Forming the pseudoinverse C_{r} ^{−1 }of C_{r }in the ISIfree zeroforcing implementation is adversely affected by the nearzero singular values of C_{r}. The PSA implementation of the equalisation module 430 instead constructs a deinterference matrix W from only the p_{0 }significant (nonnearzero) singular values of C_{r}, where p_{0}≦p. Denoting the singular value decomposition of C_{r }as U_{r}Σ_{r}V_{r}, and the p_{0 }significant singular values of C_{r }as {σ_{r,0}, σ_{r,1}, . . . , σ_{r,p} _{ 0 } _{−1}}, the equalisation module 430 computes a robust pseudoinverse C_{r} ^{i }of C_{r }as follows:
C _{r} ^{i} =V _{r} ^{−1}diag(σ_{r,0} ^{−1},σ_{r,1} ^{−1}, . . . ,σ_{r,p} _{ 0 } _{−1})U _{r} ^{−1} (28)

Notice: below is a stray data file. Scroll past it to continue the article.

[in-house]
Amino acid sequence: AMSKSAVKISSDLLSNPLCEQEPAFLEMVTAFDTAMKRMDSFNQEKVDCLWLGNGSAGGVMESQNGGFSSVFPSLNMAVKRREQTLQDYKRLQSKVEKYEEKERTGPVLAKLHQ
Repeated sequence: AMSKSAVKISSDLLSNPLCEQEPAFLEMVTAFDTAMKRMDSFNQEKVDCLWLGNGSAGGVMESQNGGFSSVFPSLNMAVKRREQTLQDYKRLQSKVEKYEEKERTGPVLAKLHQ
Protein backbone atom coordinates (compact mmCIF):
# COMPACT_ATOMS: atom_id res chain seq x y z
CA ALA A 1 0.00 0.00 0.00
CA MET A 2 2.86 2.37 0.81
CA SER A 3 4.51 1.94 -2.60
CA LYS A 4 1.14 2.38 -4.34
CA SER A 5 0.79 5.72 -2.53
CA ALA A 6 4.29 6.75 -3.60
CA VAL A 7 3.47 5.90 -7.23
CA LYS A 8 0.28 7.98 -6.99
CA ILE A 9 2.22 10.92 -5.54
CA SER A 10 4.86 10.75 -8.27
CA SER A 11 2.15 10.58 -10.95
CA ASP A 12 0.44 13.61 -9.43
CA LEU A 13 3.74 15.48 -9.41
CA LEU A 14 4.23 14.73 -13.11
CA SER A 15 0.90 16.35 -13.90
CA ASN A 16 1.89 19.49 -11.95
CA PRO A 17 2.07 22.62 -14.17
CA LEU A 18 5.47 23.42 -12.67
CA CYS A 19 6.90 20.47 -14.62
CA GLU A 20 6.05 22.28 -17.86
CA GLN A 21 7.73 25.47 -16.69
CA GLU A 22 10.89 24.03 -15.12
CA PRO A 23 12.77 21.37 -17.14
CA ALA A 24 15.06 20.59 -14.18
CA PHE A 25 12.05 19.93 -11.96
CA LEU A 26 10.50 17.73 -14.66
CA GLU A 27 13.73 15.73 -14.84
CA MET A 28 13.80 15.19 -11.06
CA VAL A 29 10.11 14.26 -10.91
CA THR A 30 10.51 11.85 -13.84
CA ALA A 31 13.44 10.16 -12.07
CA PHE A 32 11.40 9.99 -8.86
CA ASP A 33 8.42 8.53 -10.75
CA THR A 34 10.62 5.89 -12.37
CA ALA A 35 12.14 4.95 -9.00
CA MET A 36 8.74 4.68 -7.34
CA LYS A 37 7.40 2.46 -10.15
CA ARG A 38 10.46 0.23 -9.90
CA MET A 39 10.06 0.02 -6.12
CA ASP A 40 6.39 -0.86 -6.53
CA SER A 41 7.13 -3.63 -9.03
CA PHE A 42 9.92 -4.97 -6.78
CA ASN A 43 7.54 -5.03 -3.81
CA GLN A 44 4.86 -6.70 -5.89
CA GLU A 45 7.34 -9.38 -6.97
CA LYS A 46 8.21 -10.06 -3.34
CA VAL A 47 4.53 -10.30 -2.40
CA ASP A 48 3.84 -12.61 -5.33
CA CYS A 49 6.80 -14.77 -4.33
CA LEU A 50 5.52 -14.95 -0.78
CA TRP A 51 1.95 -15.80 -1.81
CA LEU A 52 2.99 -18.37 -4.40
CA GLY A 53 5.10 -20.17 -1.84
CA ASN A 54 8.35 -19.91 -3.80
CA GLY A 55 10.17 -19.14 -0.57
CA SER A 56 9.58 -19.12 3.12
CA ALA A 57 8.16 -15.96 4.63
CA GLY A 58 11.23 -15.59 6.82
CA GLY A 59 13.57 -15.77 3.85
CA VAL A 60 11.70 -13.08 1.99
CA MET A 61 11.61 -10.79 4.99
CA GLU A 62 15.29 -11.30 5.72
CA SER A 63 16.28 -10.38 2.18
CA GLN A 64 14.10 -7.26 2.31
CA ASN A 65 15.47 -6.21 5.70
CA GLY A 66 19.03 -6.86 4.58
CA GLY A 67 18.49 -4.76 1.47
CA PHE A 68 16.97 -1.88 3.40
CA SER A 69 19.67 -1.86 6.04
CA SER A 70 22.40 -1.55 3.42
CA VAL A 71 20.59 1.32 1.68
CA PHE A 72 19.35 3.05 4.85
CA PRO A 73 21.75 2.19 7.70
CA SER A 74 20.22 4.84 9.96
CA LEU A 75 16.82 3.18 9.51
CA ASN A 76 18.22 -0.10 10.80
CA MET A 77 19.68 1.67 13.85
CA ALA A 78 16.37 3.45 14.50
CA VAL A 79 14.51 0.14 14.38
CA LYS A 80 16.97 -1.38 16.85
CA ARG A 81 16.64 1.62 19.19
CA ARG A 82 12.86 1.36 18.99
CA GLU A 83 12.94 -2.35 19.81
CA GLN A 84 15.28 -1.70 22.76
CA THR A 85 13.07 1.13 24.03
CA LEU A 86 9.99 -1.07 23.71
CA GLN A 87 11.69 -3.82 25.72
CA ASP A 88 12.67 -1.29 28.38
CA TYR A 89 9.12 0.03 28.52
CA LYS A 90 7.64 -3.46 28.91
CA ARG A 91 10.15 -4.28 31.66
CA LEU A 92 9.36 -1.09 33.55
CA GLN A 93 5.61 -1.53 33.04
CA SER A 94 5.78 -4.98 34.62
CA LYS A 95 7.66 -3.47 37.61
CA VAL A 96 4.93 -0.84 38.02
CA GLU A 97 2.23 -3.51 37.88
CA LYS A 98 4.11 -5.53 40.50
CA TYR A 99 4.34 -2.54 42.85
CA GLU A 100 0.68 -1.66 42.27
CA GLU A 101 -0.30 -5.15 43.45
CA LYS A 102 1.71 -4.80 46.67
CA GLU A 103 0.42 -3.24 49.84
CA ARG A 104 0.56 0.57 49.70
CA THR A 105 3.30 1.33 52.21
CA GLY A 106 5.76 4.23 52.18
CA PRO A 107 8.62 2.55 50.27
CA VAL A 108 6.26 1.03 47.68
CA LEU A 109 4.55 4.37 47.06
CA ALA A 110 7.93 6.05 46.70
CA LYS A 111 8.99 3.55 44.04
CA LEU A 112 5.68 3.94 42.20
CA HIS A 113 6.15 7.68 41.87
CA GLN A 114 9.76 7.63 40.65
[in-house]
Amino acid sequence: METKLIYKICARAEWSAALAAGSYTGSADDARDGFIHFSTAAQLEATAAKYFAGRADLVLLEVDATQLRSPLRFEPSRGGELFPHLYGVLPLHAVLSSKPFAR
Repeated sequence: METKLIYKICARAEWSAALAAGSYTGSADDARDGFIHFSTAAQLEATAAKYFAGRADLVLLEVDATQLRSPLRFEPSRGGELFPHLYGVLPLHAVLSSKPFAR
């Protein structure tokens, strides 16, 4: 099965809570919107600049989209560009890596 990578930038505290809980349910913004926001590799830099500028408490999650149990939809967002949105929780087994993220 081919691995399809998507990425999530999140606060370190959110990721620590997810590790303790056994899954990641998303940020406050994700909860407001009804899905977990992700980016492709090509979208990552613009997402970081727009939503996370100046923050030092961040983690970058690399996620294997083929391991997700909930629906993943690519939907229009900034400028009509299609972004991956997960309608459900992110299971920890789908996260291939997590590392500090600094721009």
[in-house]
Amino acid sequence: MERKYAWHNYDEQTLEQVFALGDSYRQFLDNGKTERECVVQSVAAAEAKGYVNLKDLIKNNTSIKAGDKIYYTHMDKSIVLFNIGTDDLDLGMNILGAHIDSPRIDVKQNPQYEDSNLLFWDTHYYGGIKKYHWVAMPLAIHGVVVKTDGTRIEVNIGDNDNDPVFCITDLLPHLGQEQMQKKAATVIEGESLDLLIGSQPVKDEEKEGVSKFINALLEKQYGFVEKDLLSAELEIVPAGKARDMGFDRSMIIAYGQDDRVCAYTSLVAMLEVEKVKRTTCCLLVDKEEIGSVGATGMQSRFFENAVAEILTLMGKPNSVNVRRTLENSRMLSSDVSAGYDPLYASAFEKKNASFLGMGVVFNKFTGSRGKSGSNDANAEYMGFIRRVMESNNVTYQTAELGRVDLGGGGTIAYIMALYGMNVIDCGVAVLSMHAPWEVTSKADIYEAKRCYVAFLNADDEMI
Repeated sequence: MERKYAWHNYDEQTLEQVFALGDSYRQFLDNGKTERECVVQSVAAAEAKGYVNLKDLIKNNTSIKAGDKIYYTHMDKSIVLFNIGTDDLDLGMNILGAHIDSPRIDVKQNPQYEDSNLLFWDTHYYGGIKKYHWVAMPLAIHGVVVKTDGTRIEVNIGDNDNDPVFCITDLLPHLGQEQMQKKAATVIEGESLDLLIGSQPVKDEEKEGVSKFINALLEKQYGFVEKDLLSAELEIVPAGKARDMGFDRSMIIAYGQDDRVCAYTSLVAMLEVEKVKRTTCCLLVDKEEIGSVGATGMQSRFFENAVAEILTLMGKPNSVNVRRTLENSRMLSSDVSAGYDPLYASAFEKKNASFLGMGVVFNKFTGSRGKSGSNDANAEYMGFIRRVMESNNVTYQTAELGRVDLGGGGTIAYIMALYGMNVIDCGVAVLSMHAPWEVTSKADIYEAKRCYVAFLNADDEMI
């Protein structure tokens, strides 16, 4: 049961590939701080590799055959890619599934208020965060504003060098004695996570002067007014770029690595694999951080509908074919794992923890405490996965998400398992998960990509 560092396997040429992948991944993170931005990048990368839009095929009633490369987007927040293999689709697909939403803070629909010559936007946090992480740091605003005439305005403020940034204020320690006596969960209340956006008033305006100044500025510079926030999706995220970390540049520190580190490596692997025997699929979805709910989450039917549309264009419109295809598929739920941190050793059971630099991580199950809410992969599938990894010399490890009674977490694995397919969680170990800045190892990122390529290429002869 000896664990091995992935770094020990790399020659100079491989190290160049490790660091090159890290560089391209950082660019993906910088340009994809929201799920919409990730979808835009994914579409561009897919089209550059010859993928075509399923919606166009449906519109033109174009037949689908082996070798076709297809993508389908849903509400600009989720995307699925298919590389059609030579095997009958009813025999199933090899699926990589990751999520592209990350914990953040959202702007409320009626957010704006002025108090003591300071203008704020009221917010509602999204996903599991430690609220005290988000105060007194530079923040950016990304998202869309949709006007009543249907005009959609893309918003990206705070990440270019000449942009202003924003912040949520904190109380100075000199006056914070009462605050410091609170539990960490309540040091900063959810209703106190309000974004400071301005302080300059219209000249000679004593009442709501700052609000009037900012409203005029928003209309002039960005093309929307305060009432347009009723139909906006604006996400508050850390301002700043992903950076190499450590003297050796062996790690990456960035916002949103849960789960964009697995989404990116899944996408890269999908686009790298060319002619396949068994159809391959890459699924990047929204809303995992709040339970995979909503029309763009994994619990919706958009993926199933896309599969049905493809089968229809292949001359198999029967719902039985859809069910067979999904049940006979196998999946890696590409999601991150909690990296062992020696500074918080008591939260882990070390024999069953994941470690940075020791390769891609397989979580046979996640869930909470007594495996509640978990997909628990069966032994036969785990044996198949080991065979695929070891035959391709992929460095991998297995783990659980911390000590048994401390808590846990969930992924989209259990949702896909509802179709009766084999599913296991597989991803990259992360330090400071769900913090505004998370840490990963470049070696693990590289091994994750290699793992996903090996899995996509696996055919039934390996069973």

then forms a deinterference matrix W as C_{d}C_{r} ^{i}, and finally forms an estimate <{tilde over (s)}> of the data symbols {tilde over (s)} from the zeroforcingequalised symbols {tilde over (r)} as follows:
<{tilde over (s)}>={tilde over (r)} _{d} −W{tilde over (r)} _{r}, (29)
The optimal choice of the number p_{0 }of significant singular values of C_{r }to balance noise enhancement (caused by large p_{0}) and ISI (caused by small p_{0}) is dependent on the scenario in which the PSA implementation is used.
The module 510 in the implementation 500 multiplies the precomputed matrix U and the (M−q)vector {tilde over (s)} of data symbols to obtain U{tilde over (s)}, requiring p(M−q) multiplications. The module 520 then multiplies the precomputed matrix C by the output of the module 510 to obtain an Mvector u, using pM multiplications. Finally, the module 530 forms the vector {tilde over (x)} of precoded symbols in accordance with equation (9), by subtracting the output u of the module 520 from the data symbol Mvector z formed by inserting q zeros into the vector {tilde over (s)} of data symbols.